Smart Buildings – Cybersecurity is key

Today’s buildings are more than concrete, steel and glass: they are structures filled with ctechnology readyutting edge technology designed to aid business activity 24 hours a day, all year round. These are intelligent buildings equipped with advanced technological solutions to optimise their functioning and provide the highest level of comfort to their users.

The specialist software used in such structures manages, controls, monitors and supports almost every field of activity, from managing the flow of people, through video surveillance as well as monitoring temperature and air conditioning, to the control of lighting, elevators and parking systems. The growing number of manufacturers and available solutions, along with the creation of the IoT, caused the emergence of increasingly more serious threats to cybersecurity.

As modern technology progresses, it is important to consider the following issues related to Smart Building cybersecurity

  • Is there a sufficient startegy in place in case of a malfunction in access control?
  • Would you still be safe if you lost access to your video surveillance system?
  • Is there a plan of action in case someone remotely switches off the lights in your building?
  • What would the consequences of faults in the cooling system be in server rooms or warehouses in which temperature-sensitive goods are stored?

It’s high time to consider these issues and prepare accordingly!

This article will discuss:

  • What are Smart Buildings, what are their characteristics and what systems do they use?,
  • examples of hacker attacks targerting Smart Buildings,
  • the risks associated with Smart Buildings and examples of ineffective security measures,
  • the most common causes of attacks on Smart Buildings,
  • who is responisble for Smart Building cybersecurity?
  • what are the consequences of not providing effecitve security measures for Smart Buildings?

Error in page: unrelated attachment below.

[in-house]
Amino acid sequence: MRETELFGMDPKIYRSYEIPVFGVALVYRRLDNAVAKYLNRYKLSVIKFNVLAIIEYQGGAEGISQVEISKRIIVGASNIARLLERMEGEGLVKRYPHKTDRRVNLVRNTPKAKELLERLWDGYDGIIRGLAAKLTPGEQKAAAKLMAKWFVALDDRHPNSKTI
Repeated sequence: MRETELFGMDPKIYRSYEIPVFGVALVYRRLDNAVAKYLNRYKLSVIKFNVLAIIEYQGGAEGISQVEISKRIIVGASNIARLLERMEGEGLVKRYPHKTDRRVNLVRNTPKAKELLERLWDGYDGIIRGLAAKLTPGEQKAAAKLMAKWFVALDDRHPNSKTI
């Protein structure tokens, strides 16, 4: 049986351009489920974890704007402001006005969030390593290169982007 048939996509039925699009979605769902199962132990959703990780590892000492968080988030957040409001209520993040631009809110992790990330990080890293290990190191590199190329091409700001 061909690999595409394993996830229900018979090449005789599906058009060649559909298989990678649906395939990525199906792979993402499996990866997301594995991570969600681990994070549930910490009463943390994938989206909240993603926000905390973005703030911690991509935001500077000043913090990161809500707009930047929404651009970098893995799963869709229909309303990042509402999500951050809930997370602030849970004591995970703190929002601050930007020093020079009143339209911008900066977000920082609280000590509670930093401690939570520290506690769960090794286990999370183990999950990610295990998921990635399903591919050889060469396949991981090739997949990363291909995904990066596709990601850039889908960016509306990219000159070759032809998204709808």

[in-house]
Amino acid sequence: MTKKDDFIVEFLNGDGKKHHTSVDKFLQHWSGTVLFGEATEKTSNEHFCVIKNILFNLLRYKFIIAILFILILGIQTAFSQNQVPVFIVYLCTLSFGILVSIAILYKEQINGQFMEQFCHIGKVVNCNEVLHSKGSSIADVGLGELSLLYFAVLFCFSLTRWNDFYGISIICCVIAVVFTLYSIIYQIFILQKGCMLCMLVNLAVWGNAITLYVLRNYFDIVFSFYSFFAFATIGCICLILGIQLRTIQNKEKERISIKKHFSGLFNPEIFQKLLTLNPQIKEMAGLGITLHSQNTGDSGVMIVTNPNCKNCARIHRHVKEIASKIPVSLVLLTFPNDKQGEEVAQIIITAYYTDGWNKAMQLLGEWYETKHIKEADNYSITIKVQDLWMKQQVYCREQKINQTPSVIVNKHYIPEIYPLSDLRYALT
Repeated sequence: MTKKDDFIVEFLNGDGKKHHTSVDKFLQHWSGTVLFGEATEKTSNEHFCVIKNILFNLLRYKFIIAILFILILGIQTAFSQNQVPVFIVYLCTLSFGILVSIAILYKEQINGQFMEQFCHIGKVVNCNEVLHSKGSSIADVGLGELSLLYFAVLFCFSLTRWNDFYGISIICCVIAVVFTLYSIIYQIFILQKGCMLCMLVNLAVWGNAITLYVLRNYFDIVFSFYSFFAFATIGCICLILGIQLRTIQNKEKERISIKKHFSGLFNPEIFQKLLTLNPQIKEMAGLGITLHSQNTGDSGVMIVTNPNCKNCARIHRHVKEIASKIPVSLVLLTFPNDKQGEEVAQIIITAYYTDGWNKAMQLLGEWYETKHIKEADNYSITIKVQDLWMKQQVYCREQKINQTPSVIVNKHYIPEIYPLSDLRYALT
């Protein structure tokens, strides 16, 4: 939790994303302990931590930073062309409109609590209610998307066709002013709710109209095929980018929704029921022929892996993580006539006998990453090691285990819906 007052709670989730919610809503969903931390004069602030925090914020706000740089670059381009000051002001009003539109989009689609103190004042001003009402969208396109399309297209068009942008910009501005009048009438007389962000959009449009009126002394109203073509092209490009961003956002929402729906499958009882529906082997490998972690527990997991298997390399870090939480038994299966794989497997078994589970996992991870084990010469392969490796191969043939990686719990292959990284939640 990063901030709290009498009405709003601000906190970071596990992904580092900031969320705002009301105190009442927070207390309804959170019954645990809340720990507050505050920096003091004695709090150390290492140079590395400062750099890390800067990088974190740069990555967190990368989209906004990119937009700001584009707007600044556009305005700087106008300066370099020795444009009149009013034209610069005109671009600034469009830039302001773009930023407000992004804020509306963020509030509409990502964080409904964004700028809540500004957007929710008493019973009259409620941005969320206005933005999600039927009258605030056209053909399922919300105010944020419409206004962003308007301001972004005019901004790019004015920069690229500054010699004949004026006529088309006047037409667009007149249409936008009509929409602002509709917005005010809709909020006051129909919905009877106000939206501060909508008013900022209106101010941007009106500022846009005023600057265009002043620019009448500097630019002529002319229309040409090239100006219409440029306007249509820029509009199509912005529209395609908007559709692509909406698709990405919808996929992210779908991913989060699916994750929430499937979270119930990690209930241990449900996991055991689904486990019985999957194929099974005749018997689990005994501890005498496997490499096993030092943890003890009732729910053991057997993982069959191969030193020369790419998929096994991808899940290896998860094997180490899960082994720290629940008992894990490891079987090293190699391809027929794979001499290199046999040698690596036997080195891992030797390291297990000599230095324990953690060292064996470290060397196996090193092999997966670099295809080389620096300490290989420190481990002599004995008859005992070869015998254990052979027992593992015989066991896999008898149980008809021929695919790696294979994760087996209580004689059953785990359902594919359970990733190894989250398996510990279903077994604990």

• how to improve Smart Building cybersecurity?

What is a Smart Building?

A Smart Building is a structure utilising innovative solutions in IT, OT (Operational Technology) and IoT (Internet of Things). The main types of buildings that contain smart building systems or elements thereof are: office buildings, shopping malls, airports, hotels, and public institutions.

Turning a structure into a Smart Building is becoming an economic necessity for any company wishing to keep up with its competition. The benefits of introducing smart building solutions include reduced operating costs, increased energy efficiency and environmental performance, comprehensive user support, and higher functionality.

The components of a typical Smart Building system include:

1. BMS (Building Maintenance System) – building management system that ensures control and surveillance of the following systems: building automation, light control, media consumption, etc.

2. Security systems – the system of CCTV video surveillance, access control systems, alarm and intrusion detection systems, fire alarm systems, voice evacuation systems ;

3. Network infrastructure (wired and wireless) supporting additional systems;

4. Everyday activity support systems: parking lot systems, elevator control, visitor registration support, information booths etc.

5. IoT devices.

Smart uildings make full use of progress in IoT and IT solutions. The access to innovative methods in data exchange such as: cloud computing, remote access, external analytics, and network sharing is constantly leading to the emergence of more and more advanced solutions.

However, technological progress has led to the emergence of cyber threats, with previously isolated systems being exposed to the world.

Smart Building cybersecurity

What springs to mind when you hear the term “cybersecurity”? Perhaps your first thought is of the security of your bank account, social media accounts, personal data, or IT devices. An analysis of attacks on Smart Buildings reveals the astonishing lack of awareness about possible threats, and how much is yet to be done to protect against them.

Examples of hacker attacks on Smart Building systems. It does happen!

– 2013 – Google building: a critical vulnerability was found in the BMS NiagaraAX system, allowing the acquisition of administrator-level access to Google’s headquarters’ systems in Australia.